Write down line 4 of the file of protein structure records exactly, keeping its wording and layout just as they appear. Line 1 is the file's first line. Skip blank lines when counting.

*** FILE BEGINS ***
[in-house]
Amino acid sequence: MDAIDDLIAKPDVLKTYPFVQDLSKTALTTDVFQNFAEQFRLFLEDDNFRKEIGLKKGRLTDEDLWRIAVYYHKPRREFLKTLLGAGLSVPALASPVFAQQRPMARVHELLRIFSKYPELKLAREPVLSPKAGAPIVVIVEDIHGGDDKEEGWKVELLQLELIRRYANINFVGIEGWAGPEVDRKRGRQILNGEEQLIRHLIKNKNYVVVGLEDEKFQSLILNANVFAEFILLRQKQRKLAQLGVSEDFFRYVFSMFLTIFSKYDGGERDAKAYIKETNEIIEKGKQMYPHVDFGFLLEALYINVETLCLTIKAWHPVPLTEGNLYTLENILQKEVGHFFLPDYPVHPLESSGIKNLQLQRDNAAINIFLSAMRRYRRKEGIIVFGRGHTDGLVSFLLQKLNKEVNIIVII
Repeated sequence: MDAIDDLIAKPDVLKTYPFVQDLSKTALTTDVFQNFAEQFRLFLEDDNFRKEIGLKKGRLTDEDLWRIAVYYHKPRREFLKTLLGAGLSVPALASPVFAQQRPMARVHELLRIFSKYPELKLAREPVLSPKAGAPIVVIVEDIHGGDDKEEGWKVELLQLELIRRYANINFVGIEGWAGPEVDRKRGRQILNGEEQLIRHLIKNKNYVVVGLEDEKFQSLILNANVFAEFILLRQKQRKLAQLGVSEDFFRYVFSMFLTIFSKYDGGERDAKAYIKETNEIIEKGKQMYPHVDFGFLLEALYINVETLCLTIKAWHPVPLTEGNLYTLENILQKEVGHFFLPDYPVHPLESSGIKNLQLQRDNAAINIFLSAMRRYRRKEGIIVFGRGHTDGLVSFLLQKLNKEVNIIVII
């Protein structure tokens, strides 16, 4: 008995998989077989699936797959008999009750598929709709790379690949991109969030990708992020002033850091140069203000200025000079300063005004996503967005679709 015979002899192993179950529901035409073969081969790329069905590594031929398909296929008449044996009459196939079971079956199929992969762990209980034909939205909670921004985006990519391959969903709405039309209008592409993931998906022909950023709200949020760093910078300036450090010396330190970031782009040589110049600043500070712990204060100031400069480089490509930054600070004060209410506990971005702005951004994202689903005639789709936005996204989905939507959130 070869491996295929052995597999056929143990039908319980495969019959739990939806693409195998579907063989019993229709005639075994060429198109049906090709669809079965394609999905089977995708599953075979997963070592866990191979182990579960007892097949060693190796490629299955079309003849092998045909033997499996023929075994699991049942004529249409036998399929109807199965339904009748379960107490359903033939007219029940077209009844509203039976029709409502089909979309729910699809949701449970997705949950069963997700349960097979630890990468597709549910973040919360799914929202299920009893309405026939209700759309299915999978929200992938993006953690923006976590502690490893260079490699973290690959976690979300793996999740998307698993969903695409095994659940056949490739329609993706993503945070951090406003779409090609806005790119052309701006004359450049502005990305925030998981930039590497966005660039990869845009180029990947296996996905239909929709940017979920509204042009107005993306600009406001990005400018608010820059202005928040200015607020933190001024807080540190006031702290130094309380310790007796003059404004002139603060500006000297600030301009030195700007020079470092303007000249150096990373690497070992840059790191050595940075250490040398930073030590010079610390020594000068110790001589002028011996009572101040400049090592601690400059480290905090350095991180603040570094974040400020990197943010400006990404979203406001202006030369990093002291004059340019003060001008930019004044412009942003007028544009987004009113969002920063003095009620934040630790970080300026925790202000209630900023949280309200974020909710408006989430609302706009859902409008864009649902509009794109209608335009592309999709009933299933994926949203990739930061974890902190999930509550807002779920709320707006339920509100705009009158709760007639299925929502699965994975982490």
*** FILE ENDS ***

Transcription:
């Protein structure tokens, strides 16, 4: 008995998989077989699936797959008999009750598929709709790379690949991109969030990708992020002033850091140069203000200025000079300063005004996503967005679709 015979002899192993179950529901035409073969081969790329069905590594031929398909296929008449044996009459196939079971079956199929992969762990209980034909939205909670921004985006990519391959969903709405039309209008592409993931998906022909950023709200949020760093910078300036450090010396330190970031782009040589110049600043500070712990204060100031400069480089490509930054600070004060209410506990971005702005951004994202689903005639789709936005996204989905939507959130 070869491996295929052995597999056929143990039908319980495969019959739990939806693409195998579907063989019993229709005639075994060429198109049906090709669809079965394609999905089977995708599953075979997963070592866990191979182990579960007892097949060693190796490629299955079309003849092998045909033997499996023929075994699991049942004529249409036998399929109807199965339904009748379960107490359903033939007219029940077209009844509203039976029709409502089909979309729910699809949701449970997705949950069963997700349960097979630890990468597709549910973040919360799914929202299920009893309405026939209700759309299915999978929200992938993006953690923006976590502690490893260079490699973290690959976690979300793996999740998307698993969903695409095994659940056949490739329609993706993503945070951090406003779409090609806005790119052309701006004359450049502005990305925030998981930039590497966005660039990869845009180029990947296996996905239909929709940017979920509204042009107005993306600009406001990005400018608010820059202005928040200015607020933190001024807080540190006031702290130094309380310790007796003059404004002139603060500006000297600030301009030195700007020079470092303007000249150096990373690497070992840059790191050595940075250490040398930073030590010079610390020594000068110790001589002028011996009572101040400049090592601690400059480290905090350095991180603040570094974040400020990197943010400006990404979203406001202006030369990093002291004059340019003060001008930019004044412009942003007028544009987004009113969002920063003095009620934040630790970080300026925790202000209630900023949280309200974020909710408006989430609302706009859902409008864009649902509009794109209608335009592309999709009933299933994926949203990739930061974890902190999930509550807002779920709320707006339920509100705009009158709760007639299925929502699965994975982490």